Do you remember us taking Connievan to stay at "Bunnyland" last year? After that wonderful holiday we became enchanted with this type of small, rural caravan site. Known as "Certificated Sites" they are limited to a maximum of five caravans, with a sprinkling of tents also allowed. They have to provide cold running water and waste water disposal facilities, and many also provide electricity, but that is usually the extent of the facilities on offer. The idea is that you experience a "get away from it all" feeling in a beautiful rural location.
There are more than 1200 CS sites in the UK, and choosing a Good One is tough work, it really is. The sites are listed in a comprehensive directory, in tiny print with no pictures. You have to basically have a rough idea of your destination/area, then spend some time scrutinising the listings to work out whether the place will suit. I delegate this job to J, place the directory firmly in his capable hands and instruct him to Choose a Good One.
So at the end of May/beginning of June we had a weeks holiday from school/work and took a little jolly up country with Connievan. J selected this site for us (and blow me, it took him all of two minutes to do it) and we had high hopes for it. After all, it had a lot to live up to after the Bunnyland experience.
It took us about 90 minutes to get there with Connievan, the roads getting smaller and more countrified the closer we got. Finally we turned off down this narrow track leading to Templands Farm, to see where we would be living for the next five days.
It was absolutely delightful. A down to earth, unpretentious working farm surrounded by glorious open countryside, with a spacious field for the caravans and an old stone outbuilding which contained a toilet and a rather rustic shower room. But more than anything else there was fresh air, expansive green views and the intoxicating feeling of open space. So different from the built-up, hemmed in Victorian Terrace living that we experience day to day.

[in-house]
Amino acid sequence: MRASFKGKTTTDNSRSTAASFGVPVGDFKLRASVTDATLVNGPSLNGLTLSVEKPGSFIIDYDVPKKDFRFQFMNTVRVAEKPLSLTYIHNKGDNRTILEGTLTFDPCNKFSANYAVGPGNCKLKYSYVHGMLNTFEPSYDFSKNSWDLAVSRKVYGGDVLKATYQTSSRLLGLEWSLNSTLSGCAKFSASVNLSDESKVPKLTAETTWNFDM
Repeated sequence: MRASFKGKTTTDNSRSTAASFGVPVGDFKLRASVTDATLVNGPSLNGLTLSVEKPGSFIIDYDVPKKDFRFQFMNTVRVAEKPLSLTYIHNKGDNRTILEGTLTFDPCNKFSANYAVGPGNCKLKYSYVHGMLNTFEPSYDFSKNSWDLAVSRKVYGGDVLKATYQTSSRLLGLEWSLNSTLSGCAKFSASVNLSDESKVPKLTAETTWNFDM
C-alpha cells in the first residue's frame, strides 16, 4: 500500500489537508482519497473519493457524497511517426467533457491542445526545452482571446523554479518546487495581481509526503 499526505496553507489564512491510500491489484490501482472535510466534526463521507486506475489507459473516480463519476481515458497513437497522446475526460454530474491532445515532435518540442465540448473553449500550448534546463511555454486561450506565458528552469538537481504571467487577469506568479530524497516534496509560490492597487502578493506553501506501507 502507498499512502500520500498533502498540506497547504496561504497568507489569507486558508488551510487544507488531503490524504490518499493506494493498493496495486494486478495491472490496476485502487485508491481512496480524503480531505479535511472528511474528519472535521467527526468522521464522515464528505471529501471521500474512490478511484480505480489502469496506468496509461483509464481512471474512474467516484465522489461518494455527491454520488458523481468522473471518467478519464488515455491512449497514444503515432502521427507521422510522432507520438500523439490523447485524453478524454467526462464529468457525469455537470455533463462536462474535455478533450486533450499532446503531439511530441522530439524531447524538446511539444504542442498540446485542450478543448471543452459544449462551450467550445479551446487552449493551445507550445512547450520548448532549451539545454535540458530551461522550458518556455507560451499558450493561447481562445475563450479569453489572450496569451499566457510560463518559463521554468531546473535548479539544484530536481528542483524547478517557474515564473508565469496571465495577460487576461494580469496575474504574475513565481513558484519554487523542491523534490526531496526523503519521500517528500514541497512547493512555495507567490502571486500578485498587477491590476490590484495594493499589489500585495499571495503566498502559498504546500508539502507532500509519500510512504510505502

And being a working farm there were animals in residence, oh the joy!! The Little People absolutely loved all the animals around and about in the surrounding fields, but in particular they completely adored the free range chickens. Every morning we would wake early and open Connievan's curtains to find them pecking around outside, it caused Little B to shriek with excitement at the sight of them so close by.
Ahh caravan life is just sooo warm and cosy and sweet, I continue to love love love it. A comfy, cosy bed to sleep in, crochet blankets to snuggle in and a red enamel mug of steaming hot tea :: pure delight.
My stack of Rice tumblers make me smile every time I open this cupboard, well all of Connievan's enamel and melamine does. The tumblers are a recent purchase, but the assortment of melamine plates and bowls have been gathered over many years. I think I've always secretly dreamt of owning a caravan or campervan.
A jam jar of freshly picked hederow flowers, what could be prettier? Connievan wouldn't be complete without them, I pick some to have inside on every trip.
As you have probably sussed by now, I am still completely bowled over by Connievan, I love her to bits. These sweet little family holidays that she's providing us with are such a dream come true. I'm very slowly beginning to add some decorative bits and bobs and am slowly making changes to her interior (I'll show you the curtain progress soon)...like I said once before, this is sure to be an ongoing and enduring love affair. And just whilst I'm on the subject of caravans and love affairs, if you've got a spare minute or two, click on "this link" Go on, you'll be transported into a world of complete loveliness on two wheels!!
But of course, the week wasn't all about sitting inside a 14 x 7 foot box on wheels, as cute and cosy and lovely as it is. It was also about exploring the local area and enjoying the great outdoors. The nearest town to Templands Farm was five miles away :: Grange-over-Sands. And what a lovely, simple, quirky and pretty place it is. Walking down the main shopping street (above) makes you feel almost as if you've stepped back in time, it's very English and decidedly traditional and old fashioned, but I liked it very much.